“The Plague” by Albert Camus

A thoughtful essay from our friend Honey from The Universal Spectator in which she points out an obvious question that somehow continues to escape people today when it comes to political philosophies. ~~Ed.

By Honey November 22, 2021

The Plague’s Neil Barlett on adaptation, community, and what Camus can tell us about today

I just wrote this to a local theater about their production of Albert Camus’ The Plague:

I love The Lantern Theater. I paid for The Plague and watched it and read all that you sent about it. This was a wonderful production, well-acted, and directed, and it had a marvelous arc.

I told the girl in the box office I wanted to know how much of the script used here was original Camus words and how much was rewritten using his ideas.

I also have two other thoughts:

  1. It has never ceased to astonish me how easy it is for everyone to hate Nazis – even Vanessa Redgrave hated Nazis – while at the same time the same people do not fear Communism.

Everything Hitler knew about his prison camps, concentration camps, how to handle mass murders and torture and fear, he learned from China and The Soviet Union. How does one explain this dichotomy? This selective indignation?

From the time I was a young person I obsessed about reading Holocaust literature because I felt if I was lucky enough not to have had to suffer under that tyranny because I was born here and lived in freedom, I had to read it all. It was my obligation to do that to be a witness.

But I gave equal time, and you might say even more attention to Solzhenitzen and literature about Communism. And for the same reason. I was lucky enough not to have to suffer under it, and had to be a witness about it. In fact the book, Witness I consider the seminal book of the 20th century and there is no understanding that century without having read it.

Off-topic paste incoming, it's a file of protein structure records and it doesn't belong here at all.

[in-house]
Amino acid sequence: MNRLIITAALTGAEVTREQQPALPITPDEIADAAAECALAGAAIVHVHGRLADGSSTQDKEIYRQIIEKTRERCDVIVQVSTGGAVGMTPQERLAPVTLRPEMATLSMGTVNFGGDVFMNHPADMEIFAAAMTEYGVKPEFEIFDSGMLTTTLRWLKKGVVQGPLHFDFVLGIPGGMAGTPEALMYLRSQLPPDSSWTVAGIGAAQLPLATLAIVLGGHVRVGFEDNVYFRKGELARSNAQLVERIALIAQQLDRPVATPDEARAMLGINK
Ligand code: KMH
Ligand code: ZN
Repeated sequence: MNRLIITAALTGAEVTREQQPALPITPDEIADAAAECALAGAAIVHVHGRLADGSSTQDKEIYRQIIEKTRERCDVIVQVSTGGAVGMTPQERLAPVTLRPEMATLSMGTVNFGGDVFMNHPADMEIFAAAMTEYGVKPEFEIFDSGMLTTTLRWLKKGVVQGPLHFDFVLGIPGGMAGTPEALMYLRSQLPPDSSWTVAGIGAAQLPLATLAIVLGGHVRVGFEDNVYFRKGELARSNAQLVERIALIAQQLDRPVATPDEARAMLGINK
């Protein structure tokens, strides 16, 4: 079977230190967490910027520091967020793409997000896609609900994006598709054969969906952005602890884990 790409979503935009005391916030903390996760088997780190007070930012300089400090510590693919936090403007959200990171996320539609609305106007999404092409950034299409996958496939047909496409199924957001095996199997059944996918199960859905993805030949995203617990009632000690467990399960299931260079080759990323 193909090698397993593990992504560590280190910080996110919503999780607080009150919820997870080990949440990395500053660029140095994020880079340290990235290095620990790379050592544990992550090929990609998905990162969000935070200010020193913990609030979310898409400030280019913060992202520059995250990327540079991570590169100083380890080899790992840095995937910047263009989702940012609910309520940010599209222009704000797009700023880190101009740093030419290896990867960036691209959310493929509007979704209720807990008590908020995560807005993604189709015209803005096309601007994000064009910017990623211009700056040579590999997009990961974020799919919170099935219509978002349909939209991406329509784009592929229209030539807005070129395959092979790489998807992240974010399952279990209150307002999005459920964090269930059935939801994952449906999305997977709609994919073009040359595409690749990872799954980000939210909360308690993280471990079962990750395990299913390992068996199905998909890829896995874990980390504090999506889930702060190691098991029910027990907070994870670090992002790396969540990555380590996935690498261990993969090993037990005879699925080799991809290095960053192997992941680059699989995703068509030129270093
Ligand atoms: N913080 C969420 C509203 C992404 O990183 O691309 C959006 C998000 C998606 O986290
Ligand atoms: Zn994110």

Why are so many ready to hate Nazis, yet they have no fear of Communism or Socialism? This is the biggest mystery of my life.

  1. Because there is this inconsistency as I describe it above, there is an inability to observe current events properly, as I see it. Now this is not a small thing. I lose friends all the time because I am outspoken about this and so many of my liberal friends do not want to consider what I am saying on this subject.

For example, when it comes to comparing Hitler to Stalin or Mao, Hitler is a piker as a murderer, etc. Communism has killed and destroyed in a factor of at least ten times over Naziism – (which is not right wing as so many assert – it is called National SOCIALISM).

If you look at per capita evil in a small country like Cuba, the percentage of deaths and tortures rivals and exceeds what Hitler did. Why did people run from Cuba – The Peter Pan project and whole middle-class families for example – early on when there were no ovens or concentration camps in Cuba? People knew right away what was in store if they stayed. They had to get out if they could. Comparing numbers of Pedro Pan, if there had been no Cuban missile crisis to stop them, for example, the number exceeds Germany’s Kindertransport by a factor of 100 in Cuba. In a country with 11 million there could have been potentially 100,000 involved in the Pedro Pan project.

Yet in Germany with 110, million, ten times the population of Cuba, there were only 10,000 in the Kindertransport program. Where are the plays and movies about Peter Pan children?

This is such a mystery to me.

When Camus wrote his play your article describes his fighting the Nazis in the French underground. But I bet he had Communist sympathies. What good is that?

Ah, me. I will never understand.

An outgrowth of this mystery is that people easily find tyranny in Donald Trump who was never about tyranny in his entire presidency. But they did not find it in Obama’s presidency or in Biden’s now.

Call me perplexed.


~~Many thanks to Honey for this insightful post. 


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